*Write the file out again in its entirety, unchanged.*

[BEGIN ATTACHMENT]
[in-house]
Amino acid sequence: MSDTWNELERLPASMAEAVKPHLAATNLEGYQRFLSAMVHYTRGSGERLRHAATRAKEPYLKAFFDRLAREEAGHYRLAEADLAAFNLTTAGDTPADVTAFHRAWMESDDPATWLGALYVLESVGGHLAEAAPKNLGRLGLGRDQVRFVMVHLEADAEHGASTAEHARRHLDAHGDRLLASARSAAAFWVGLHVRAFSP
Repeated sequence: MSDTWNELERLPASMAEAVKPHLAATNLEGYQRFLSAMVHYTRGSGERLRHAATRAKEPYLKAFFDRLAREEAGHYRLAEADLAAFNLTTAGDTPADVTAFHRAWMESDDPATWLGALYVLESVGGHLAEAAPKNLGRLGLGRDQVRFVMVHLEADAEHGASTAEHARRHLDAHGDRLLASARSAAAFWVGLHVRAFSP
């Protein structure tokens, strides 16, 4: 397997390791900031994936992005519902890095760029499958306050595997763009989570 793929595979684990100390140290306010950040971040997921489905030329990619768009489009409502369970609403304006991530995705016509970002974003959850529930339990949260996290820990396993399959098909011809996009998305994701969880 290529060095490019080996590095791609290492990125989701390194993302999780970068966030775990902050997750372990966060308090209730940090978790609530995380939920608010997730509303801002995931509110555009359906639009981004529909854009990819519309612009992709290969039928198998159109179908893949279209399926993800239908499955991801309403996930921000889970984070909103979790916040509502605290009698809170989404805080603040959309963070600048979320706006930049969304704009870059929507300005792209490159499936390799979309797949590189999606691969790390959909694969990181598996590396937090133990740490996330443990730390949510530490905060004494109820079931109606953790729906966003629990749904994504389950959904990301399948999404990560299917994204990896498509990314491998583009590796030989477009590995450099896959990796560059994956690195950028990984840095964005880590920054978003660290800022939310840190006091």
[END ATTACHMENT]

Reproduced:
[in-house]
Amino acid sequence: MSDTWNELERLPASMAEAVKPHLAATNLEGYQRFLSAMVHYTRGSGERLRHAATRAKEPYLKAFFDRLAREEAGHYRLAEADLAAFNLTTAGDTPADVTAFHRAWMESDDPATWLGALYVLESVGGHLAEAAPKNLGRLGLGRDQVRFVMVHLEADAEHGASTAEHARRHLDAHGDRLLASARSAAAFWVGLHVRAFSP
Repeated sequence: MSDTWNELERLPASMAEAVKPHLAATNLEGYQRFLSAMVHYTRGSGERLRHAATRAKEPYLKAFFDRLAREEAGHYRLAEADLAAFNLTTAGDTPADVTAFHRAWMESDDPATWLGALYVLESVGGHLAEAAPKNLGRLGLGRDQVRFVMVHLEADAEHGASTAEHARRHLDAHGDRLLASARSAAAFWVGLHVRAFSP
């Protein structure tokens, strides 16, 4: 397997390791900031994936992005519902890095760029499958306050595997763009989570 793929595979684990100390140290306010950040971040997921489905030329990619768009489009409502369970609403304006991530995705016509970002974003959850529930339990949260996290820990396993399959098909011809996009998305994701969880 290529060095490019080996590095791609290492990125989701390194993302999780970068966030775990902050997750372990966060308090209730940090978790609530995380939920608010997730509303801002995931509110555009359906639009981004529909854009990819519309612009992709290969039928198998159109179908893949279209399926993800239908499955991801309403996930921000889970984070909103979790916040509502605290009698809170989404805080603040959309963070600048979320706006930049969304704009870059929507300005792209490159499936390799979309797949590189999606691969790390959909694969990181598996590396937090133990740490996330443990730390949510530490905060004494109820079931109606953790729906966003629990749904994504389950959904990301399948999404990560299917994204990896498509990314491998583009590796030989477009590995450099896959990796560059994956690195950028990984840095964005880590920054978003660290800022939310840190006091």